Other People: One of the most significant criticisms of the gospel is that is has little affect on the way that professed Christians act. Mahatma Gandhi (a Hindu) once said: “I like your Christ. I do not like your Christians. Your Christians are so unlike your Christ.” If the church doesn’t wake up to the fact that the world now SEES us in much more complete way (social networking, etc.) … we will render the gospel ineffective by our inability to treat others with honor. (read Romans 12:9-15)
Our Spouses: By honoring our spouses, not just publicly but privately – when it’s just you two, we empower them to become something greater than they could ever be on their own. Husbands should love, honor, and humbly lead their wives.  Wives should humbly love, honor, submit to their husbands. This isn’t an issue of respect, it’s an issue of obedience. (read Ephesians 5)
Our Parents: You’re never asked in scripture to “respect” your parents as a child; you are given the directive to “honor” them. As a child you rarely understand the intentions of your parents, and it is this understanding that leads to respect. Most of us respect our parents as we grow older because we gain this understanding. The critical lesson here is that we will not ALWAYS understand, and if we learn to honor in the midst of not understanding as a child … following Jesus will be a lot easier. (read Deuteronomy 5)
Our Bodies: All throughout scripture there is a direct correlation made between the discipline we show in our eating habits and our pervasive habits of discipline.  Fasting is such an important spiritual discipline for that reason.  In every area of life we live with this tension: God has a plan; I have a plan. God’s plan is right; my plan is sinful. Following Jesus is a life-long process of learning to honor God’s plan for our lives. (read 1 Corinthians 6:19-20)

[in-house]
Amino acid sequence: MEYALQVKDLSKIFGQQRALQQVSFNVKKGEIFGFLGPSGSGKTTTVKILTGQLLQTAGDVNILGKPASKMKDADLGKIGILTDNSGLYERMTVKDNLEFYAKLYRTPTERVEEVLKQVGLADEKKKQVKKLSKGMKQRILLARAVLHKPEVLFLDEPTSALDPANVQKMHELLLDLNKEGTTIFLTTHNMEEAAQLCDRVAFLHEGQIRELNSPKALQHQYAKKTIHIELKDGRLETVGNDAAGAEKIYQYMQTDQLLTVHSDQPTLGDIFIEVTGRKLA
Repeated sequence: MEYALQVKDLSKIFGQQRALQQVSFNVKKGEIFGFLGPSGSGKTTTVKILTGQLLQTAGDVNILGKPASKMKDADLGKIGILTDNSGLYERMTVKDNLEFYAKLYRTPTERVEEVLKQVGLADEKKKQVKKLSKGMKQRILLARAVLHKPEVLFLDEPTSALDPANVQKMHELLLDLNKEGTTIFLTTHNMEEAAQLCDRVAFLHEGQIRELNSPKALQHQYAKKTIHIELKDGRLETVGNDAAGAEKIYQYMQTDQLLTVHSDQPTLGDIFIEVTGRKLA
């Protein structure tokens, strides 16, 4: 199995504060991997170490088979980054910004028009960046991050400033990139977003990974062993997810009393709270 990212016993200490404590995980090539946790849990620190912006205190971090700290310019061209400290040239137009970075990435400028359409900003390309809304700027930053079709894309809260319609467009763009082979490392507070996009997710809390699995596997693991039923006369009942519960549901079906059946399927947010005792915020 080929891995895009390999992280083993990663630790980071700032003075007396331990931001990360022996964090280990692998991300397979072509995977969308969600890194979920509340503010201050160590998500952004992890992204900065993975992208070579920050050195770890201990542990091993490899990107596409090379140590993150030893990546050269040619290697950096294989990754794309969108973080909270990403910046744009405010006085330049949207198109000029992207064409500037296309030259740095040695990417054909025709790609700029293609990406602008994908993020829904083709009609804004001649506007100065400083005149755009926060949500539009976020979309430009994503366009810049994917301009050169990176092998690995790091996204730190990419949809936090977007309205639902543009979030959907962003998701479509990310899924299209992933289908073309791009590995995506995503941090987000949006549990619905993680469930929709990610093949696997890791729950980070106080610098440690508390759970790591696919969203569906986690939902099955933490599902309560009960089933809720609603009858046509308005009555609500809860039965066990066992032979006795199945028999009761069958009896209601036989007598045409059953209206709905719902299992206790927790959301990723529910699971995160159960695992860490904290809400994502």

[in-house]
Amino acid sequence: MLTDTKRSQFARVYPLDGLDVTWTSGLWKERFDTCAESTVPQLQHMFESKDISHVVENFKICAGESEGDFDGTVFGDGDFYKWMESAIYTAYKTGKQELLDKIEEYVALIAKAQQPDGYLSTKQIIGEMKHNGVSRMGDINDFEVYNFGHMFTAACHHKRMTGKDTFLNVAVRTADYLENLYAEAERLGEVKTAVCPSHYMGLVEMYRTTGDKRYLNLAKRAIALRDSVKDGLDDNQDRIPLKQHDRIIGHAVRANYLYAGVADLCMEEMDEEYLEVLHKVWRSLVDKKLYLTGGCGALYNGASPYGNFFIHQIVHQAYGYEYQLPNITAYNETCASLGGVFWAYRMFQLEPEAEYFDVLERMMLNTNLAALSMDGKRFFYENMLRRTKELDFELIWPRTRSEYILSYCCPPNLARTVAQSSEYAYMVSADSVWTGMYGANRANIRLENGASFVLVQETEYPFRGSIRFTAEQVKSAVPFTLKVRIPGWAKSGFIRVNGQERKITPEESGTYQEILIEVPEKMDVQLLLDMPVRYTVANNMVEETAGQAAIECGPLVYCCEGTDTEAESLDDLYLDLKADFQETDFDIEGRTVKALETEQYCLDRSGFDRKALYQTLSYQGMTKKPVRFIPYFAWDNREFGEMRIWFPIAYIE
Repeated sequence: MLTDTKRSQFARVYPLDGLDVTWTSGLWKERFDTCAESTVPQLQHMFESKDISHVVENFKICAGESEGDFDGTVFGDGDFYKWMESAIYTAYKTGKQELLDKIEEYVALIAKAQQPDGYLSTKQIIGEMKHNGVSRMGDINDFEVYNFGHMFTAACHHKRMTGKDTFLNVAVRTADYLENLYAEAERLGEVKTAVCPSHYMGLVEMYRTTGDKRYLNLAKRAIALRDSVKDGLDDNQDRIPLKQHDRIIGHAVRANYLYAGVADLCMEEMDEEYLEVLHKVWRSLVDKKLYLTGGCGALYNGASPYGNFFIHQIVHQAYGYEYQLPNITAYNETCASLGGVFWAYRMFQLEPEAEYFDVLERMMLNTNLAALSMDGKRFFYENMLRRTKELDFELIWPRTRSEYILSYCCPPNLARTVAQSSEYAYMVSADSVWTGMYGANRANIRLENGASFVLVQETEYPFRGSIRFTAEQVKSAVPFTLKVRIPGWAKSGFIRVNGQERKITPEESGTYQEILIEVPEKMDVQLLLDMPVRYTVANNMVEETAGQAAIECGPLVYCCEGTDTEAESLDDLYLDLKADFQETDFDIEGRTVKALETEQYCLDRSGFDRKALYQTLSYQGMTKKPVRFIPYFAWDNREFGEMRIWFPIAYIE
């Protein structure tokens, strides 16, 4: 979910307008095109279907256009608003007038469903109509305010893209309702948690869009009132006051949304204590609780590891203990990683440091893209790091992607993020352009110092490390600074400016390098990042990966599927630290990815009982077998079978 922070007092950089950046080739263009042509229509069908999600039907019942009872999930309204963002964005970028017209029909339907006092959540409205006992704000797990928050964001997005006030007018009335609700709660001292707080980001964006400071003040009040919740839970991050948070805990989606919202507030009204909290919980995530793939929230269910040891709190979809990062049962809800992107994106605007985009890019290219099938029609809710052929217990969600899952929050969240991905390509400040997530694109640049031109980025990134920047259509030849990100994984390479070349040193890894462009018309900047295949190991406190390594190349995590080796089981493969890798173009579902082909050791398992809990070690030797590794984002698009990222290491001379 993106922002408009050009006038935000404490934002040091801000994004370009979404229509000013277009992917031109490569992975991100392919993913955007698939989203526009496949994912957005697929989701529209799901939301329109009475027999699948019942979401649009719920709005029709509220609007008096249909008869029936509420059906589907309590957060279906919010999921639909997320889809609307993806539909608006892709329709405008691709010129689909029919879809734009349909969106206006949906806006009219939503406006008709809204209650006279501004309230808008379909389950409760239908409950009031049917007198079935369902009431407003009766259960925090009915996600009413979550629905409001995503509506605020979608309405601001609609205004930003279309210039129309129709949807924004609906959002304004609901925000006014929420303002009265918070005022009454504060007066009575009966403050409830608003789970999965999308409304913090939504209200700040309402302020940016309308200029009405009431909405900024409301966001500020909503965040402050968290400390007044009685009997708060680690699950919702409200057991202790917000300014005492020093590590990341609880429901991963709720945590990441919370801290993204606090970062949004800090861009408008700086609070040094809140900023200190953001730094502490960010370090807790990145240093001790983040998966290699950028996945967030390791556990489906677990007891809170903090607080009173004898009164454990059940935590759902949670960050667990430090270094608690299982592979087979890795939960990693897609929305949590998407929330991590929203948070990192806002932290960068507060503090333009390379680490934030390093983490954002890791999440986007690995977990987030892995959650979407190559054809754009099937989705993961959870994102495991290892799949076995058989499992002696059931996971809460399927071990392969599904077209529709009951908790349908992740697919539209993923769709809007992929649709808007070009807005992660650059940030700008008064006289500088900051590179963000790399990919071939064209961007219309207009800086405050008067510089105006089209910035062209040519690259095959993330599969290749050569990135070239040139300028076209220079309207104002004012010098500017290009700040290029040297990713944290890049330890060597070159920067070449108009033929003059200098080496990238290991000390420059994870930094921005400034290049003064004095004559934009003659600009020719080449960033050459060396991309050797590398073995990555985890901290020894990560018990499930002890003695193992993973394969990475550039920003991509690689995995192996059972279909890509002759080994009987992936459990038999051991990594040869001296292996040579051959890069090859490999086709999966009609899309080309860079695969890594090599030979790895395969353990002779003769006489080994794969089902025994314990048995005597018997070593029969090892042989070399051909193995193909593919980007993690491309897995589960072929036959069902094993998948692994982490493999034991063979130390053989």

The Poor: The rest of the world looks at American Christianity with an amazement … they have very limited resources and minister to extremely large numbers of people. I’ve stood in churches in remote parts of the world that were frail in their construction, barren in technology, but vibrant in the presence of Jesus. We tend to be captivated by our stuff and think the bigger, the better, the more glitter & bling … the better. We’re wrong. We’re blessed, no doubt. But … we’re blessed to honor others in the midst of their struggles. (read 1 Timonthy 5:3-8)
Jesus: How we honor ultimately is an issue of our relationship with Jesus. Martin Luther famously said “If you can honor the first commandment, then there is no need for the rest of them.”  The first commandment is to have no other gods. When we live lives of dishonor, we are basically choosing to honor another god before Jesus.
I am going to post the Craig Groeschel’s session at Catalyst ’10 in two sections later. Take a listen when I do … It’s that good.

4 Comments

    1. Thanks, Paul. You’re one of those men I need to publicly honor. Thanks for pouring into me for those few years before I left Albemarle for Columbia … and recommending the No Name Deli. Both … awesome.